Speaking of Jonas, he was a fun kid to be around because though he's old enough to talk, he still has his pronouns mixed up (a totally normal stage of language development). He thinks that "You" means "Jonas" since that's what people say to him, and "I" means "Other Person" because that's what other people say about themselves. It was a little hard to figure out what he was saying, until I realized that if you imagine he's prompting you with what he wants you to say, then it all makes sense. Nearly every time he'd see me, he'd say, "Hi Jonas!" and I'd reply, "Hi Jonas!" Then he'd say, "I have a flower in my hair!" and I'd reply, "I do, I have a flower in my hair!" and then I'd turn around and show him. There were also variations like, "Where's my flower?" until I realized that he wanted me to wear it all the time since to him, it was my defining feature.

Peter had a specific mission on that trip: find a job -- any job with benefits. He'd wanted to move to Utah so he could have friends to hang out with in person rather than just online, and with finances getting dire after he was laid off from his temp job, we were ready to try anything. He worked really hard, interviewing, and networking with everybody he could think of, and then his friend Brandon offered him a job as his personal assistant! It was the answer to our prayers, and we hurried back home to start packing --but not before visiting his sister Barbie and her daughter Hazel:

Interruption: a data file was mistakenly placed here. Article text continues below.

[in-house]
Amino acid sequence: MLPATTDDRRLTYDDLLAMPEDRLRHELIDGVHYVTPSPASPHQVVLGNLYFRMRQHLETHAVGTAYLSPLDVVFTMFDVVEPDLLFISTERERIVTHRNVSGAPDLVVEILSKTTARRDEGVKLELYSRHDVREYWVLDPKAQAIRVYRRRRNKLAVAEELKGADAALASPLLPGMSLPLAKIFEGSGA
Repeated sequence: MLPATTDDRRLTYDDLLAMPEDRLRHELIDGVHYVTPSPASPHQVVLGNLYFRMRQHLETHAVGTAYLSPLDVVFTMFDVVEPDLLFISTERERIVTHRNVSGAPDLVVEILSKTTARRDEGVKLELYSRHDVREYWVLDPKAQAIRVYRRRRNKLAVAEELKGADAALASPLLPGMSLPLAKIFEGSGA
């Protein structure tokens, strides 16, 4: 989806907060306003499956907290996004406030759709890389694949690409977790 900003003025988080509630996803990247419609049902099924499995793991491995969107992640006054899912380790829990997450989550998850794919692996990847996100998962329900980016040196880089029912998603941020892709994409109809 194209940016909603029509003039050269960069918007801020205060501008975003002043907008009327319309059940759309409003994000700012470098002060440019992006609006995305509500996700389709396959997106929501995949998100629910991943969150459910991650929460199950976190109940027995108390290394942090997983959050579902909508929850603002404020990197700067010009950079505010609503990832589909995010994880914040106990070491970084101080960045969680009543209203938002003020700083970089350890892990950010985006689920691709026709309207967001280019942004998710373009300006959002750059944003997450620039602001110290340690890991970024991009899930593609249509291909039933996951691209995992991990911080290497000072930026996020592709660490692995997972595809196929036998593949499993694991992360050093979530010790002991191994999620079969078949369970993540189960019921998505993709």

Back in California, we celebrated Easter by coloring eggs. I didn't want to chance the mess Elizabeth would make with a cup of dye, so I put her in a bib-shirt, and gave her a marker to draw on the egg with. It's one of the first times she's really figured out what a marker, pen, or even crayon is for, so that was exciting.

Then we started to pack. Generally, I would fill boxes while Peter entertained Elizabeth. When the PODS container arrived (like a U-Haul that they haul for you), we packed and packed amd packed stuff in. Elizabeth was kind of weirded out as everything she had ever known disappeared one box at a time , and she was left with a few things in the middle of empty rooms and white walls.